I’m not a stranger to suicide. My mother’s first cousin took her own life, but the cause of her death was listed as an “accident.” I have some suspicions, but no one in my family wanted to talk.

Three days before my wedding to my ex-husband, his aunt took her own life. Didn’t know whether or not to cancel the wedding. We went ahead. (In retrospect, I should have cancelled the wedding. Period. But that’s another story for another time.)

My brother took his life on his thirtieth birthday. He stuck a hunting rifle in his mouth and pulled the trigger. He died instantly.

And so began my journey to try to understand why 44,000 Americans — more than 5,000 of them teens each year — decide that life is not worth living. I wrote a book about teen suicide in the late 80s and now some three decades later have written a 2nd edition of Dead Serious: Breaking the Cycle of Teen Suicide.

  1. We can never know for sure why someone chooses to end his life. We can make educated guesses, read the research, talk to suicide survivors. In the end, we are left with questions that can never be answered.
  2. There is never just one reason why a young person takes her life. It’s not just the breakup with a boyfriend. Or academic problems. Or alcohol or drug abuse. Or issues faced by LGBTQ teens. Nope, experts say it’s some six to fifteen reasons why. (Not to be confused with the TV series “13 Reasons Why” which, by the way, has its faults but started a national conversation that will continue with the show’s second season.)
  3. Talking about suicide does not make matters worse. What makes matters worse is not taking. That may sound counterintuitive. But more than anything someone struggling with suicidal thoughts wants someone to listen, to show that they care.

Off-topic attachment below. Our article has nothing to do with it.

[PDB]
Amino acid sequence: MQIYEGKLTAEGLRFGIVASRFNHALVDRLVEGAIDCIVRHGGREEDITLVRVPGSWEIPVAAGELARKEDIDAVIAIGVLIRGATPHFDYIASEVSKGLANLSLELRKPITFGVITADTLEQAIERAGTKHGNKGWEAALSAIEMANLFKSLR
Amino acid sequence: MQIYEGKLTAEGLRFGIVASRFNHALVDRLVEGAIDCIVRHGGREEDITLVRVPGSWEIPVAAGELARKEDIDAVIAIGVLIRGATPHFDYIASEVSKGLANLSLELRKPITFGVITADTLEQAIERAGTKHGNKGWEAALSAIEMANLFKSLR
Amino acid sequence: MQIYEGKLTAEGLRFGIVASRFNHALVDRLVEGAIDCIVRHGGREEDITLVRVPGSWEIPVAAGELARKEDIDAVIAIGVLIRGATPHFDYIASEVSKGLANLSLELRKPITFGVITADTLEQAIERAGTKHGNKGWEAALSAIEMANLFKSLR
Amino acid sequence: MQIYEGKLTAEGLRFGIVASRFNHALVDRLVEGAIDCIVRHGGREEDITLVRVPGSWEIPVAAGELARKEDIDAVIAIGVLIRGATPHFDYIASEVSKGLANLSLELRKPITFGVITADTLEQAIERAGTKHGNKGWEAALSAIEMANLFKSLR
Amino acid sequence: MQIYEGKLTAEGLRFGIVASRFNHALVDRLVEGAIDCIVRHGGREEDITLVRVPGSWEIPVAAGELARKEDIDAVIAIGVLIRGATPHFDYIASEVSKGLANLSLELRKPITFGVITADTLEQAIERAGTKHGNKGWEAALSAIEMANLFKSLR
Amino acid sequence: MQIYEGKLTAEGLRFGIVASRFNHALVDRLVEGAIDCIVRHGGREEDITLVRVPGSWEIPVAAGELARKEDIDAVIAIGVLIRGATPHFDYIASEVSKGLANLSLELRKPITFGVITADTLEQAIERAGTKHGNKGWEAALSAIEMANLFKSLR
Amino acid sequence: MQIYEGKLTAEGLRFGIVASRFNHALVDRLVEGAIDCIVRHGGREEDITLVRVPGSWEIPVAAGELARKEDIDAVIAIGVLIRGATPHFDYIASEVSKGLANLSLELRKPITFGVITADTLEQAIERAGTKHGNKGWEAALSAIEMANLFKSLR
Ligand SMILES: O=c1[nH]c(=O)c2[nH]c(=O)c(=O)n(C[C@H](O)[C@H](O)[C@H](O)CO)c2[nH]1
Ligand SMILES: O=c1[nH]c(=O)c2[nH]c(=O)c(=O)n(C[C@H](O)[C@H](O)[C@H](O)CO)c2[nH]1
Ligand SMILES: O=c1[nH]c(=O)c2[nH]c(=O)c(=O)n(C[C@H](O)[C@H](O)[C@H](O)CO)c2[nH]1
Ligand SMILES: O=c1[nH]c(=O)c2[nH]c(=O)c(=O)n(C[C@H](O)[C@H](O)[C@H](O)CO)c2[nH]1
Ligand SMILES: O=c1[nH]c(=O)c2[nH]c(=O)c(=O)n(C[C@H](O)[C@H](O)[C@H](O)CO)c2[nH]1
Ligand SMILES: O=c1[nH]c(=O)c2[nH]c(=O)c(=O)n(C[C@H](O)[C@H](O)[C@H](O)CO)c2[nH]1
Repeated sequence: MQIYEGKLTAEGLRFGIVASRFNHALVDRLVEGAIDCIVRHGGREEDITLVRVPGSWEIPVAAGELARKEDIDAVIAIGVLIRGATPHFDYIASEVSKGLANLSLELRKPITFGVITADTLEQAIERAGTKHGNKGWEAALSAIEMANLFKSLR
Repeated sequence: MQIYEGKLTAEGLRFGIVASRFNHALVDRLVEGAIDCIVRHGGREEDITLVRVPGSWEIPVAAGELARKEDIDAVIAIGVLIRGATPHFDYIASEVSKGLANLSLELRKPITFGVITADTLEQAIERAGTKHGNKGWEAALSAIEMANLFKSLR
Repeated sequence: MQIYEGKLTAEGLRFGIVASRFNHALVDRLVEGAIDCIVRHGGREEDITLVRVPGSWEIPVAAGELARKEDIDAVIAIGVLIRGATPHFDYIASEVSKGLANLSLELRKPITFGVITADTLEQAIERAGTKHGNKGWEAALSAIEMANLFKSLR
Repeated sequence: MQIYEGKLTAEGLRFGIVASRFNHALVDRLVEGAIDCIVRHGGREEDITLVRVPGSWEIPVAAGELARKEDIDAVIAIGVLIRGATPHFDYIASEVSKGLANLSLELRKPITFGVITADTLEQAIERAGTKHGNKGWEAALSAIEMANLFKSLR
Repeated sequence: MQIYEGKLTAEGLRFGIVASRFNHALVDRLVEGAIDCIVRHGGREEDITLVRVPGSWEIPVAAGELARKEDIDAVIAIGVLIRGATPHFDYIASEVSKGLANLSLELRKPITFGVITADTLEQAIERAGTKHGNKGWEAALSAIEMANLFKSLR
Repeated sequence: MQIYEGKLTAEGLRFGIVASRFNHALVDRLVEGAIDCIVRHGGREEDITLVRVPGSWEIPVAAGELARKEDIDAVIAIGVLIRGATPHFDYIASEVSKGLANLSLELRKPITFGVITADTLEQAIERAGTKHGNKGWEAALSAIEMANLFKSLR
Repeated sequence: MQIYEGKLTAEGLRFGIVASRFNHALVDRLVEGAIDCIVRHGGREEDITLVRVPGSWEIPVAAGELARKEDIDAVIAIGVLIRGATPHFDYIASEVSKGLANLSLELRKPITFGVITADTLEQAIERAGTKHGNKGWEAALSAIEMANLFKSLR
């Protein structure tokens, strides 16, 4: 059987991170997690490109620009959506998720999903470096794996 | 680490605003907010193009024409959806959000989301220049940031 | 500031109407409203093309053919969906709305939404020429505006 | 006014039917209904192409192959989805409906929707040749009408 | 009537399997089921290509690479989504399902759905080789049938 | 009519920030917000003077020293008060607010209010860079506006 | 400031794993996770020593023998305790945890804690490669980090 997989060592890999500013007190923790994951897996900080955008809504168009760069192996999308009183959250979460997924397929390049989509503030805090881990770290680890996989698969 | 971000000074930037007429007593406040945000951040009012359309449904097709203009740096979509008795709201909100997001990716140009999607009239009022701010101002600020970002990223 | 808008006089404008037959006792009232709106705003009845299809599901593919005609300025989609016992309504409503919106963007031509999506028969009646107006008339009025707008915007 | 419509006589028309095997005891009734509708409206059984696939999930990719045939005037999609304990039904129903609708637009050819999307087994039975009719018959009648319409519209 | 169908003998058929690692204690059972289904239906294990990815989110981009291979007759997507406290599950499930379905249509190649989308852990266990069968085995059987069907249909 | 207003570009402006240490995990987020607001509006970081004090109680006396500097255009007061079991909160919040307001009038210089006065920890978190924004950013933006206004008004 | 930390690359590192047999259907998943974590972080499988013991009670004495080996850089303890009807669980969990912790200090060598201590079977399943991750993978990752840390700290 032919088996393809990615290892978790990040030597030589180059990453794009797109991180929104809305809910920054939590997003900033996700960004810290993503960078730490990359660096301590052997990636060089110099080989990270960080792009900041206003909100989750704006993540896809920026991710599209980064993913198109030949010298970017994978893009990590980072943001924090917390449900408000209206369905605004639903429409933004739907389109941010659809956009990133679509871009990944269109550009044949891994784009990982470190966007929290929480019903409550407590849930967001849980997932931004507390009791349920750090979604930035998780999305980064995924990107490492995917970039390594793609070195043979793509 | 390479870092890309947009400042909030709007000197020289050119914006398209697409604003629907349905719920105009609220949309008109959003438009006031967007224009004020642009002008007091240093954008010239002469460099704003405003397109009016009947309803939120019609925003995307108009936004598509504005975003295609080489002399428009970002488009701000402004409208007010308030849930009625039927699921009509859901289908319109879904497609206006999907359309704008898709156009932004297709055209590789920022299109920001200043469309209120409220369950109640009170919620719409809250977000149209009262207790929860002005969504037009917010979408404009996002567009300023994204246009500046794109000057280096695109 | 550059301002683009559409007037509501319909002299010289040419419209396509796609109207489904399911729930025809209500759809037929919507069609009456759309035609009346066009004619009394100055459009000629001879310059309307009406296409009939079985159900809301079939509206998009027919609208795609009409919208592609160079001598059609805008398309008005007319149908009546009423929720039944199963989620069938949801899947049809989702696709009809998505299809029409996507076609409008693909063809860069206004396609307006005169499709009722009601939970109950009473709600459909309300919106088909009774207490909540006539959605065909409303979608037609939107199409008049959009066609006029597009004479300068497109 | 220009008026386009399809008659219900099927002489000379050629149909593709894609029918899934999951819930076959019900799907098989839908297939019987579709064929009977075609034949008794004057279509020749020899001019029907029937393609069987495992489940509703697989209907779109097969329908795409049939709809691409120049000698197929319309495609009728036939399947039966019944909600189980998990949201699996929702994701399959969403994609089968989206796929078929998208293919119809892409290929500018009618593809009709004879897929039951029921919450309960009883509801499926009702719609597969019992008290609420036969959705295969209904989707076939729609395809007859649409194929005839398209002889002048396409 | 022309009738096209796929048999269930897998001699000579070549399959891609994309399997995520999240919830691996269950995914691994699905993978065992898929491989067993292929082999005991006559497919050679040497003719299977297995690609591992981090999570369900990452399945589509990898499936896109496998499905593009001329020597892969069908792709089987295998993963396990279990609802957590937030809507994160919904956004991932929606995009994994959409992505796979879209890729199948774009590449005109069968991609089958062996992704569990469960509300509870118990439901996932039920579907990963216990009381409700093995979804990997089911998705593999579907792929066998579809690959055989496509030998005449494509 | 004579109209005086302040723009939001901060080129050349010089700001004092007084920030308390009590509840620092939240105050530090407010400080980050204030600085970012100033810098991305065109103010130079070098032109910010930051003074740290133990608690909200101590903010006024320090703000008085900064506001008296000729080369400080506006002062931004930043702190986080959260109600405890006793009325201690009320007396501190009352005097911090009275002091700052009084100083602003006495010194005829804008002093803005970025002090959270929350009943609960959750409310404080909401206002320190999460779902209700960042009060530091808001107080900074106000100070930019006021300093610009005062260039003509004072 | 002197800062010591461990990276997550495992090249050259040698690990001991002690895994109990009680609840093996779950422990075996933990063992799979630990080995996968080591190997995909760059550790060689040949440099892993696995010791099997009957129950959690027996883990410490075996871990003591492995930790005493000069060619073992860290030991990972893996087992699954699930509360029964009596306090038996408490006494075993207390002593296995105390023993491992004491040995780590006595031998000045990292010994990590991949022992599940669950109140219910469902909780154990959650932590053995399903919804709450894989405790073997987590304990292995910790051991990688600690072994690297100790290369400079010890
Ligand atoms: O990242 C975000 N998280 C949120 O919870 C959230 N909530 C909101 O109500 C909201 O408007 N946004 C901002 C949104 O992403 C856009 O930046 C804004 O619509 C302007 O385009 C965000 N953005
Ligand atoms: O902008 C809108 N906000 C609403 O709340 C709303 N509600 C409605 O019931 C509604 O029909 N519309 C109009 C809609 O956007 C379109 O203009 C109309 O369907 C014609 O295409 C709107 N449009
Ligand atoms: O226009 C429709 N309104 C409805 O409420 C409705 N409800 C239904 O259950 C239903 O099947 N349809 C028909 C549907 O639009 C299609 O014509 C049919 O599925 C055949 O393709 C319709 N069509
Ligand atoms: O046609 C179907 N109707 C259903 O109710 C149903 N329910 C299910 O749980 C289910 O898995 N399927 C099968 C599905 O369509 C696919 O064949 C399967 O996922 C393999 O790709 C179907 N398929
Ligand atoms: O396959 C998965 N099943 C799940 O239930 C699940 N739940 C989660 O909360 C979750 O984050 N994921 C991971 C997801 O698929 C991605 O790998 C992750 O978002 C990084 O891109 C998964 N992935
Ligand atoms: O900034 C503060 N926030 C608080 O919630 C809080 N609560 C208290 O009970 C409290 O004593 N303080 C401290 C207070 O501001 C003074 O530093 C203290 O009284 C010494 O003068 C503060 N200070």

4. It is never your job to save someone from taking his/her life but to connect with a mental health professional who has the training and expertise to help someone who is considering suicide. It’s easy to offer up suggestions but, in the end, most of us are not qualified to take someone’s life in our own hands. I don’t know about you, but I never took a class in suicide prevention and, even if I did, chances are it would have pulled at my heartstrings but would not have made me any more capable of coaxing someone back from the edge of the abyss.
  5. It is your job to break the code of silence if a friend or child or student tells you not to share his feelings. It is always better to have someone angry with you than not to have that person around at all.
  6. Recognizing the warning signs of potential suicide is essential. This is not always easy with teens who can be moody and uncommunicative. Still, it’s important to be on the alert and to notice changes in behavior: eating, sleeping, social habits. And it’s crucial to plug into even more serious warning signs like a teen giving away his possessions, writing a will, crawling into a deep depression or severe anxiety, and an obsession with death.
  7. There are many myths out there about suicide. One of the most prevalent is that when a teen (anyone) talks about suicide they are just looking for attention. The truth is that most teens who take their own lives do talk about it. They make open threats that, sadly, are too often ignored.

Myth: Once a teen decides to take her own life, no one can stop her.

Truth: Even the most hopelessly suicidal person has mixed feelings about death. With help, even that person can be stopped and coaxed toward life.

Myth: Once a teen tries to kill herself, the pain and shame will keep her from trying again.

Truth: Of every five people who take their own lives, four have made one or more previous attempts. And of all teens who attempt suicide, one in three tries again.

The importance of a loyal friend — a connection — who will be there no matter what can make a big difference between a teen deciding to choose life instead of the alternative.

If you’re an older person like me, you’ve sung along with James Taylor a million times as he offered up his wistful version of “You’ve Got A Friend”. The lyrics are as relevant now as they’ve even been.

“Winter, spring, summer, or fall, all you have

to do is call, Lord, I’ll be there, yeah, yeah,

you’ve got a friend. You’ve got a friend.”

“You’ve Got A Friend” — James Taylor

Award-winning author/journalist. Books about teen suicide, siblings, men and women during WWII. Me? Getting older & wiser.